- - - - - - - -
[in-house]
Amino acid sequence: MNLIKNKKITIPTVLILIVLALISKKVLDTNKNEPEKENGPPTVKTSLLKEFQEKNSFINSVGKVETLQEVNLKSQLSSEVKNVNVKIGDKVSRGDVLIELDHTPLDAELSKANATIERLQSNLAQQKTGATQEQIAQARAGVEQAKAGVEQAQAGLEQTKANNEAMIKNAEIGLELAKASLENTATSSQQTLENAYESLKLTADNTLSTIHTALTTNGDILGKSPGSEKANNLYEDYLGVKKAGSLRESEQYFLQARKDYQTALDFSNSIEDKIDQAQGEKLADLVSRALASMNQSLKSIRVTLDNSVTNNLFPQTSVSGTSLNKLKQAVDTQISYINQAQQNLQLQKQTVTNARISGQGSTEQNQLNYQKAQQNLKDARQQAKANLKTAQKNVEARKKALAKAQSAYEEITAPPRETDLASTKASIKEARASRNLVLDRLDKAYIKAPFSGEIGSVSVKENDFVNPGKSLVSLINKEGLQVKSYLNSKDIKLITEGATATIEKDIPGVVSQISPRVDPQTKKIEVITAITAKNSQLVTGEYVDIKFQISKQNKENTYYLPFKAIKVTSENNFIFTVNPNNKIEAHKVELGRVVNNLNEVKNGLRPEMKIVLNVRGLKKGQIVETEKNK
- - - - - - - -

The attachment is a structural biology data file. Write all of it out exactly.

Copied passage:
[in-house]
Amino acid sequence: MNLIKNKKITIPTVLILIVLALISKKVLDTNKNEPEKENGPPTVKTSLLKEFQEKNSFINSVGKVETLQEVNLKSQLSSEVKNVNVKIGDKVSRGDVLIELDHTPLDAELSKANATIERLQSNLAQQKTGATQEQIAQARAGVEQAKAGVEQAQAGLEQTKANNEAMIKNAEIGLELAKASLENTATSSQQTLENAYESLKLTADNTLSTIHTALTTNGDILGKSPGSEKANNLYEDYLGVKKAGSLRESEQYFLQARKDYQTALDFSNSIEDKIDQAQGEKLADLVSRALASMNQSLKSIRVTLDNSVTNNLFPQTSVSGTSLNKLKQAVDTQISYINQAQQNLQLQKQTVTNARISGQGSTEQNQLNYQKAQQNLKDARQQAKANLKTAQKNVEARKKALAKAQSAYEEITAPPRETDLASTKASIKEARASRNLVLDRLDKAYIKAPFSGEIGSVSVKENDFVNPGKSLVSLINKEGLQVKSYLNSKDIKLITEGATATIEKDIPGVVSQISPRVDPQTKKIEVITAITAKNSQLVTGEYVDIKFQISKQNKENTYYLPFKAIKVTSENNFIFTVNPNNKIEAHKVELGRVVNNLNEVKNGLRPEMKIVLNVRGLKKGQIVETEKNK